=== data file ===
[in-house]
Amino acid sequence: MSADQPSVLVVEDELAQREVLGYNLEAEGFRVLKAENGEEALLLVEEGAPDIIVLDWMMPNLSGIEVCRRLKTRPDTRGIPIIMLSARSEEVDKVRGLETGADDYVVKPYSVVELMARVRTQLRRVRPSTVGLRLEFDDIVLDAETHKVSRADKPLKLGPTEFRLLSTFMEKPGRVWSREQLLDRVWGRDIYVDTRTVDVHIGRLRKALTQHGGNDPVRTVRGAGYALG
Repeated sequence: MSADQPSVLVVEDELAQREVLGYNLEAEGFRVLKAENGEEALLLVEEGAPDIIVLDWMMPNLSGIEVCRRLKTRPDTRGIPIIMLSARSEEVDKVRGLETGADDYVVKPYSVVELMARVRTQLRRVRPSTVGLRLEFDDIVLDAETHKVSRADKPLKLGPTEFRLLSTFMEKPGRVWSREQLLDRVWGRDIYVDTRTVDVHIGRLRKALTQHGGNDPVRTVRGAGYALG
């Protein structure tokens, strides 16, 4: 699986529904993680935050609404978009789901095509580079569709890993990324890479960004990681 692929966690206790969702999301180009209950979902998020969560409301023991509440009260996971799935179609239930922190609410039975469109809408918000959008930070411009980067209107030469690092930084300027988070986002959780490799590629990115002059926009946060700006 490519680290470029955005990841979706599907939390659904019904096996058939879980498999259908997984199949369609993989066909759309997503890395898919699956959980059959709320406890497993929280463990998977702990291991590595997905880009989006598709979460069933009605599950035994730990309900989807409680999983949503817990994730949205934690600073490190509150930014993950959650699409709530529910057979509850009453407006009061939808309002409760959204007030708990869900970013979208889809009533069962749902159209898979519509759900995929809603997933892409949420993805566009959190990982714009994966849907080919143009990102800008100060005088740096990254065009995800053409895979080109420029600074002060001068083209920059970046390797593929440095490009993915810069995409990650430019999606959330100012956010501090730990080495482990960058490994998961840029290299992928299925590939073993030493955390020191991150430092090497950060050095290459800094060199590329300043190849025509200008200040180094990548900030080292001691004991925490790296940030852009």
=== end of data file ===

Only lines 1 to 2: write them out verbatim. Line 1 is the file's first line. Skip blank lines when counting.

[in-house]
Amino acid sequence: MSADQPSVLVVEDELAQREVLGYNLEAEGFRVLKAENGEEALLLVEEGAPDIIVLDWMMPNLSGIEVCRRLKTRPDTRGIPIIMLSARSEEVDKVRGLETGADDYVVKPYSVVELMARVRTQLRRVRPSTVGLRLEFDDIVLDAETHKVSRADKPLKLGPTEFRLLSTFMEKPGRVWSREQLLDRVWGRDIYVDTRTVDVHIGRLRKALTQHGGNDPVRTVRGAGYALG